- December 7, 2018
Standing in front of Tim Cunningham's home in Riverwalk is like being transported to the Island of Misfit Toys.
Rudolph, Clarice, King Moonracer, Santa, Yukon Cornelius and others from "Rudolph the Red-Nosed Reindeer and the Island of Misfit Toys" light up Cunningham's front yard each year.
The idea expanded from the first Christmas decoration Cunningham and his wife, Stacie Cunningham, bought when they moved to Florida in 2007.
It's an animated plush scene featuring Rudolph, Hermey and Yukon Cornelius.
Cunningham found a light-up Rudolph first, and over the years, he's added to his collection.
"There's always something a little different, and that's what I think people appreciate," he said. "It's not just re-displaying the exact same thing each year. In July, I start writing down notes of what I'm going to change that year."
Cunningham said his lights display is a "labor of love."
It takes him at least three full days to put up more than 25 main light-up pieces, a large arch going over the driveway, holiday lightbulbs strung from the house to the big tree in front of the home and lights along his gutters.
"I'll see how many people ride by and stop and the kids will get out and look around," Cunningham said. "That's what it's all about. It's about the neighbors and people enjoying it."
There are multiple stories to be found in Mike Wilder’s display at 9220 65th Ave. E.
One is the story of "A Charlie Brown Christmas," told through wooden cutouts which Wilder made, drew and painted himself.
His property includes icons such as Snoopy’s dog house and Lucy’s psychiatrist booth, while topping it all off is a projection screen showing the television special on a loop.
Adjoining those materials are a small nativity scene with the words “Hope and Joy” displayed in large letters and a billboard featuring a passage from Luke 2:14, read by the character Linus in the special.
He said the display also reflects his family history.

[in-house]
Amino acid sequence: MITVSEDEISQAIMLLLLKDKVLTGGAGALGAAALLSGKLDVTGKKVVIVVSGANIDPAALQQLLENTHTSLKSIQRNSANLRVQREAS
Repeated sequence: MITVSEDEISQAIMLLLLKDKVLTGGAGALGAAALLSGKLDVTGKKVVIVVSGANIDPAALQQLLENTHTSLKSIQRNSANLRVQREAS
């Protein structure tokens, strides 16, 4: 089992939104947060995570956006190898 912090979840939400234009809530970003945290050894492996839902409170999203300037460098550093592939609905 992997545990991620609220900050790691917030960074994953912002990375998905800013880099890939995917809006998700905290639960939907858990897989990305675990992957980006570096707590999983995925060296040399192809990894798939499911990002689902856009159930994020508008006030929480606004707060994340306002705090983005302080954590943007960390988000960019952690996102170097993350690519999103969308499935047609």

The “Hope and Joy” cutouts were made by his father, Callfrey Wilder, while an old-fashioned, incandescent strand of Christmas lights, which a group of wooden reindeer appear to be tearing from the roof, comes from his father-in-law Clarence Scott.
One Christmas tree in the yard was donated by his daughter’s mother and father-in-law, and another a coworker wanted to leave behind after her husband died. A wooden snowflake was used in the winter dances at Lakewood Ranch High School, where Wilder was formerly assistant principal.
Wilder said the purpose of the display is to “honor Christ and to honor the neighborhood.”
"I do it because of the love that I have for the community, and I want them to hopefully be inspired every day when they drive by and they see ‘hope’ and ‘joy,'” he said. "Hopefully that puts a smile on their face.”
Its history is still unfolding.
In a few months, Wilder said, the decor will be passed on to his son, David Wilder, when he moves from Brandon to Bradenton with his family to take over the home.
Wilder and his wife, Mary, will enjoy a new home in the RV David Wilder’s family currently lives in, traveling in the winter of 2023 to Mackinac Island, Michigan, and then along the Lewis and Clark National Historic Trail the next year.
He said David Wilder might choose to go with a different idea for the display — perhaps "How the Grinch Stole Christmas" or another Christmas-themed property.
What to check out some of the area's top light displays? Check out these addresses in East County: